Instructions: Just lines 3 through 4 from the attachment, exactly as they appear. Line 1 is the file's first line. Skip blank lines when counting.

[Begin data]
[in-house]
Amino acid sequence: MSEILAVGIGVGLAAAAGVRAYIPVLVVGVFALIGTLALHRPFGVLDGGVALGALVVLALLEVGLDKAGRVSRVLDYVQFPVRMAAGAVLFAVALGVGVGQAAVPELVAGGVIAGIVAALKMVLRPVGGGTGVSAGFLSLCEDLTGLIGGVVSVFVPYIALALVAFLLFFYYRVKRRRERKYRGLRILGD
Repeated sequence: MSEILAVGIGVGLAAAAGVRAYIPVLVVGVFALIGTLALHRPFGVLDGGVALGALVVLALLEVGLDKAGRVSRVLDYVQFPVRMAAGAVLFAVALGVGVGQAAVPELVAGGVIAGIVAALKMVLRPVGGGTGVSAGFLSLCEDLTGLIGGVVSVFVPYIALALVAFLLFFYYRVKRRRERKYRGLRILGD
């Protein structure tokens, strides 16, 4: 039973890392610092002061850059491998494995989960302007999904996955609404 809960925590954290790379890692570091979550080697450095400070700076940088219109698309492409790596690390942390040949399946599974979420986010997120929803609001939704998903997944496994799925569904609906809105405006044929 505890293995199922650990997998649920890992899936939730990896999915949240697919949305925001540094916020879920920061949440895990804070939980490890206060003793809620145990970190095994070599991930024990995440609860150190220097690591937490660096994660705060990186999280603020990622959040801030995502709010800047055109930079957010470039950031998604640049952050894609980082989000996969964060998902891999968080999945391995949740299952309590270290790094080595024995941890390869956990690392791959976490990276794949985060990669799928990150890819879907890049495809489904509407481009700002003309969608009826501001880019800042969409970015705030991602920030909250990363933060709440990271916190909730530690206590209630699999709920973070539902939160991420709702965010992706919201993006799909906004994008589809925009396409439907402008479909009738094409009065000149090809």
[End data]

Repeated sequence: MSEILAVGIGVGLAAAAGVRAYIPVLVVGVFALIGTLALHRPFGVLDGGVALGALVVLALLEVGLDKAGRVSRVLDYVQFPVRMAAGAVLFAVALGVGVGQAAVPELVAGGVIAGIVAALKMVLRPVGGGTGVSAGFLSLCEDLTGLIGGVVSVFVPYIALALVAFLLFFYYRVKRRRERKYRGLRILGD
């Protein structure tokens, strides 16, 4: 039973890392610092002061850059491998494995989960302007999904996955609404 809960925590954290790379890692570091979550080697450095400070700076940088219109698309492409790596690390942390040949399946599974979420986010997120929803609001939704998903997944496994799925569904609906809105405006044929 505890293995199922650990997998649920890992899936939730990896999915949240697919949305925001540094916020879920920061949440895990804070939980490890206060003793809620145990970190095994070599991930024990995440609860150190220097690591937490660096994660705060990186999280603020990622959040801030995502709010800047055109930079957010470039950031998604640049952050894609980082989000996969964060998902891999968080999945391995949740299952309590270290790094080595024995941890390869956990690392791959976490990276794949985060990669799928990150890819879907890049495809489904509407481009700002003309969608009826501001880019800042969409970015705030991602920030909250990363933060709440990271916190909730530690206590209630699999709920973070539902939160991420709702965010992706919201993006799909906004994008589809925009396409439907402008479909009738094409009065000149090809």